10 Matching Annotations
  1. Jun 2016
    1. Drosophila muller f elements maintain a distinct set of genomic properties over 40 million years of evolution

      Leung, Wilson, Christopher D. Shaffer, Laura K. Reed, Sheryl T. Smith, William Barshop, William Dirkes, Matthew Dothager, et al. 2015. “Drosophila Muller F Elements Maintain a Distinct Set of Genomic Properties over 40 Million Years of Evolution.” G3 (Bethesda, Md.) 5 (5): 719–40. doi:10.1534/g3.114.015966.

      This paper puts all 1000+ authors between title and byline.

    1. However, it seems that the academy is already growing wise to the nature of these mass-authored papers. This year, for the first time, the Times Higher Education World University Rankings will exclude any papers that have more than 1,000 authors, as they are considered to be “so freakish that they have the potential to distort the global scientific landscape”.

      THE rankings will exclude papers with >1000 authors from consideration.

    1. In his blog post, Faulkes suggests a new rule: “If the number of authors on your paper can be measured in ‘kiloauthors’, having your name on the paper will not count for tenure and promotion purposes.”

      Faulkes caps significant authorship at >1000

    2. Zen Faulkes, an invertebrate neuroethologist at the University of Texas-Pan American in Edinburg, questions on his blog whether every person made enough of a contribution to be credited as an author.

      Faulkes questions whether every other has made "enough" of a contribution to be credited as an author.

    3. Fruit-fly paper has 1,000 authors

      Woolston, Chris. 2015. “Fruit-Fly Paper Has 1,000 Authors.” Nature News 521 (7552): 263.

    1. The answer probably has to do with the relative intensityof socialization and oral communication (Traweek, 1992,pp. 120 –123), along with the character of the organizationalstructures and value systems, which define collaborations inlarge-scale, high-energy physics and biomedical research.

      Why is there less soul-searching about hyper-authorship in HEP? disciplinary differences

    2. Additionally, Ducor (2000) investigated asmall set of patents in molecular biology and their concom-itant publications in the scientific literature. Of the 40patent-article pairs examined, all but two listed more au-thors than inventors, which raises interesting questionsabout the relative stringency of the criteria employed forconferring authorship and inventorship.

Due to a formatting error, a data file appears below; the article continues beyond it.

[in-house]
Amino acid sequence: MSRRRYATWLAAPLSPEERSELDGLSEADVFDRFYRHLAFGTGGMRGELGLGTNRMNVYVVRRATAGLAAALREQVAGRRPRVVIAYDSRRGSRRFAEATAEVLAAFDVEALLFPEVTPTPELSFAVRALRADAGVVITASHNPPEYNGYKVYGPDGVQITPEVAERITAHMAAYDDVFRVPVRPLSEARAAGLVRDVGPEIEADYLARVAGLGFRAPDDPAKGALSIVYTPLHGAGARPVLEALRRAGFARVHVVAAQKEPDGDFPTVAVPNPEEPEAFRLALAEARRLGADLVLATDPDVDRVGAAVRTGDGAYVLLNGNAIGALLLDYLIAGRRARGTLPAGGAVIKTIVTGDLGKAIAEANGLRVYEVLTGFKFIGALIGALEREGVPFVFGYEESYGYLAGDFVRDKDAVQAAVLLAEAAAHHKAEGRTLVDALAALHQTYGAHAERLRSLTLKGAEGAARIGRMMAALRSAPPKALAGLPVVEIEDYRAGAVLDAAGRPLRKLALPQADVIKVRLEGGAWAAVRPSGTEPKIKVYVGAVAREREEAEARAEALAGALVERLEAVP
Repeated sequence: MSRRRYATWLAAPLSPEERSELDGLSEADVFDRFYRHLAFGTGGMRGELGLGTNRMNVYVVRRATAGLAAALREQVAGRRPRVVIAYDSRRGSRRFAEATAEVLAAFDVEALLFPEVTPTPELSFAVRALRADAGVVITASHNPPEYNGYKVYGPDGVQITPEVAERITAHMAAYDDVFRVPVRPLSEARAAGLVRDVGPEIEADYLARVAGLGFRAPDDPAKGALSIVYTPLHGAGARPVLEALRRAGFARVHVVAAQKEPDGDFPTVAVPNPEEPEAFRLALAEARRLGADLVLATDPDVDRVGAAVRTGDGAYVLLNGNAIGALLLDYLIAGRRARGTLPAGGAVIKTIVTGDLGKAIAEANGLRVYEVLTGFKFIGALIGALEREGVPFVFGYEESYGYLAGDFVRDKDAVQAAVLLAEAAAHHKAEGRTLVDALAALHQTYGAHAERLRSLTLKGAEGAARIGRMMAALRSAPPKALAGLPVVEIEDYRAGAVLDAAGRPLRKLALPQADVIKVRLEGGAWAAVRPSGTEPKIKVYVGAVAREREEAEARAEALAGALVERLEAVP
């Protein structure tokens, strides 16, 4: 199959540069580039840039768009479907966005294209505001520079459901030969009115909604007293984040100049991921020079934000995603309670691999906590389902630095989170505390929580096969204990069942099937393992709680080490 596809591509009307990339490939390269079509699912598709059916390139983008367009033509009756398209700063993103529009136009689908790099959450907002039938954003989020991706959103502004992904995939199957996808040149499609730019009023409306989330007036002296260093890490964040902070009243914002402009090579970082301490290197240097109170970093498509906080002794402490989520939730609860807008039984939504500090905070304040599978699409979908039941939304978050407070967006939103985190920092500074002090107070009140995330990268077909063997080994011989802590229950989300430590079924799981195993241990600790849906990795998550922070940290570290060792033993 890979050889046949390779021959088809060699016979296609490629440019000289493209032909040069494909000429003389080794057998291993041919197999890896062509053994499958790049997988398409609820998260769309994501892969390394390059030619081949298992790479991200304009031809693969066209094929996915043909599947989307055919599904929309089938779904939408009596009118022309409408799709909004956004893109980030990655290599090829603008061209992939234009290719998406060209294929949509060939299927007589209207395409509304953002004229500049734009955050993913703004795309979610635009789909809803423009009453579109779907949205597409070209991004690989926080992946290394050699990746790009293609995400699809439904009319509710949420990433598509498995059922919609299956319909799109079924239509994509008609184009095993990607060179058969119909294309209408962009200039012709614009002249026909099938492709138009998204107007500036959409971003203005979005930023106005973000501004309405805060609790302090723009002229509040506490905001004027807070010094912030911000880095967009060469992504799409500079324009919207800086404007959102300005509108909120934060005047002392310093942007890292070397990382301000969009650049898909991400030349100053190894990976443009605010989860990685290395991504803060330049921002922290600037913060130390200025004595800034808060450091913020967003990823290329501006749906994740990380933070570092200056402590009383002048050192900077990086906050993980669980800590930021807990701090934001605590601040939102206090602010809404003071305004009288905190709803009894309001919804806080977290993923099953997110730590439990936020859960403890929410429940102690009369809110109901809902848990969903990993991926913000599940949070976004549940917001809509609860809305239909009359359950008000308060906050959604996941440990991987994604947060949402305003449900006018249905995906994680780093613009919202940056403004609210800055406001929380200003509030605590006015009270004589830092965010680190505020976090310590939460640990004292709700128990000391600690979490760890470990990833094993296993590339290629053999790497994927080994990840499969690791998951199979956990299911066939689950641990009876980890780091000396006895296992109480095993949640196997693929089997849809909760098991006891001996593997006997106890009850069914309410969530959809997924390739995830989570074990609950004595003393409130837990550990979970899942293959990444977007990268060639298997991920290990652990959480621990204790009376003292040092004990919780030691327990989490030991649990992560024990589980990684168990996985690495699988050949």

number of patent holders is generally smaller than number of authors on accompanying paper

    3. 0authors—a leading indicator of hyperauthorship?—in-creased from 1 in 1981 to 182 in 1994 (McDonald, 1995)and that the average number of authors per paper in theScience Citation Index (SCI)increased from 1.83 in 1955 to3.9 in 1999 (personal communication with Helen Atkins,Director of Database Development, Institute for ScientificInformation, Philadelphia, 2000). To use a couple of ran-dom examples: a 1997 article inNature(cited almost 600times since then) on the genome sequence of a bacteriumhas 151 coauthors, drawn from dozens of research labora-tories scattered across twelve countries (Kunst et al., 1997).A recent (Daily et al., 2000). two-page article inScienceonthe economic value of ecosystems has no fewer than 17authors and five acknowledgees. I

      considers 100 authors evidence of hyperauthorship; gives examples of papers with 17 authors ;-)

    4. The standard model of scholarly publishing assumes awork written by an author. There is typically a single authorwho receives full credit for theopusin question. By thesame token, the named author is held accountable for allclaims made in the text, excluding those attributed to othersvia citations. The appropriation of credit and allocation ofresponsibility thus go hand-in-hand, which makes for fairlystraightforward social accounting. The ethically informed,lone scholar has long been a popular figure, in both fact andscholarly mythology. Historically, authorship has beenviewed as a solitary profession, such that “when we picturewriting we see a solitary writer” (Brodkey, 1987, p. 55). Butthat model, as Price (1963) recognized almost three decadesago, is anachronistic as far as the great majority of contem-porary scientific, and much social scientific and humanistic,publishing is concerned.

      On "standard model" of authorship: lone authority and responsibility; how this is anachronistic.